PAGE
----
The most magnificent solar phenomenon we may experience from the ground is total solar eclipses – and they are due not to the Sun – but the moon.
Solar eclipses are due to the fact that the moon covers or shadows the Sun in such a way that the entire part of the Sun disk is darkened.
Eclipses are rather rare. People often travel half the globe in order to experience the most magnificent of all eclipses – total solar eclipses.
|The moon travels round the Earth in well over 27 days. Once every twenty-seven days, at new moon, the moon gets fairly close to the Sun in the sky. Why do we not get solar eclipses every twenty-seven days?|
|How often do eclipses occur?|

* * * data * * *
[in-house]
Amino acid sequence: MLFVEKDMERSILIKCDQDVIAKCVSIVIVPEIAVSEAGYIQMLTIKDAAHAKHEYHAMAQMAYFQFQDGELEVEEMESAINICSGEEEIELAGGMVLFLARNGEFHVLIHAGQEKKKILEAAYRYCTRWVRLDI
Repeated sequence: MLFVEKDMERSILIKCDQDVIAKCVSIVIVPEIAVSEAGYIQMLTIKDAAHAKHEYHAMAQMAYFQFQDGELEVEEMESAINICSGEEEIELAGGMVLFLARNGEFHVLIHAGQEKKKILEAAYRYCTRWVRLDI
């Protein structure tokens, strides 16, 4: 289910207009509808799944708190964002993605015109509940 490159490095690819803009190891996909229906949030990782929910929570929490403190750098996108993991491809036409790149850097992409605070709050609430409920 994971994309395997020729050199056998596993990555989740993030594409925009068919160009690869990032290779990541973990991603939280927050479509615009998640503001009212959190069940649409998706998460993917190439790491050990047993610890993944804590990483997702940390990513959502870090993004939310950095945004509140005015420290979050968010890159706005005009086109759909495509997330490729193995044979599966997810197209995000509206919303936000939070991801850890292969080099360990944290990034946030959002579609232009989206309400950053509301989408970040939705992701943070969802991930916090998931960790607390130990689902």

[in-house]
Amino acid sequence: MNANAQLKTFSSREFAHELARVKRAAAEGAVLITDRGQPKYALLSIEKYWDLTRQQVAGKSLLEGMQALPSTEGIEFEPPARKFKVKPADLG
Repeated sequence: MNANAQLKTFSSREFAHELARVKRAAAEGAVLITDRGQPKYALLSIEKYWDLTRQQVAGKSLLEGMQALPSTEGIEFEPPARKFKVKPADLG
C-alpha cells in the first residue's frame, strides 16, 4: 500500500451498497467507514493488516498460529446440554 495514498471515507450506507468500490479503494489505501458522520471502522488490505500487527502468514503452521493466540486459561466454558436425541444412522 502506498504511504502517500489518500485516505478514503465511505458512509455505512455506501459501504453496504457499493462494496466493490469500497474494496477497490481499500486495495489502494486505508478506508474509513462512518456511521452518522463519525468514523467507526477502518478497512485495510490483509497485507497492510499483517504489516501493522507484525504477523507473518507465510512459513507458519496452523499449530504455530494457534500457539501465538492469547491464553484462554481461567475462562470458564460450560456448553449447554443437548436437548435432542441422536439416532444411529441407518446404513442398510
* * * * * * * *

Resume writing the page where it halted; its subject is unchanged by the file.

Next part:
|Each year there are maximum 5 and minimum 2 solar eclipses on the Earth. Most of them are partial, i.e. the moon does not shadow the Sun at any place on the globe. Then the moon passes either somewhat above or somewhat below the Sun in the sky.|
|Total solar eclipse|
|It is a rather exceptional experience to witness a total solar eclipse! If the weather is fine, the following happens: Using safe equipment we see that the moon is only just beginning to glide across the Sun’s disc.|
|Importance for scientific research|
|Right up to the space age the total solar eclipses gave us the only opportunities of observing the outer atmosphere of the Sun. Researchers from all over the world pilgrimaged with their instruments in order to exploit the few minutes the eclipses lasted.|
|Partial and ring-shaped solar eclipses|
|Partial, or gradual eclipses occur far more frequently than the total ones and are visible across far larger areas.|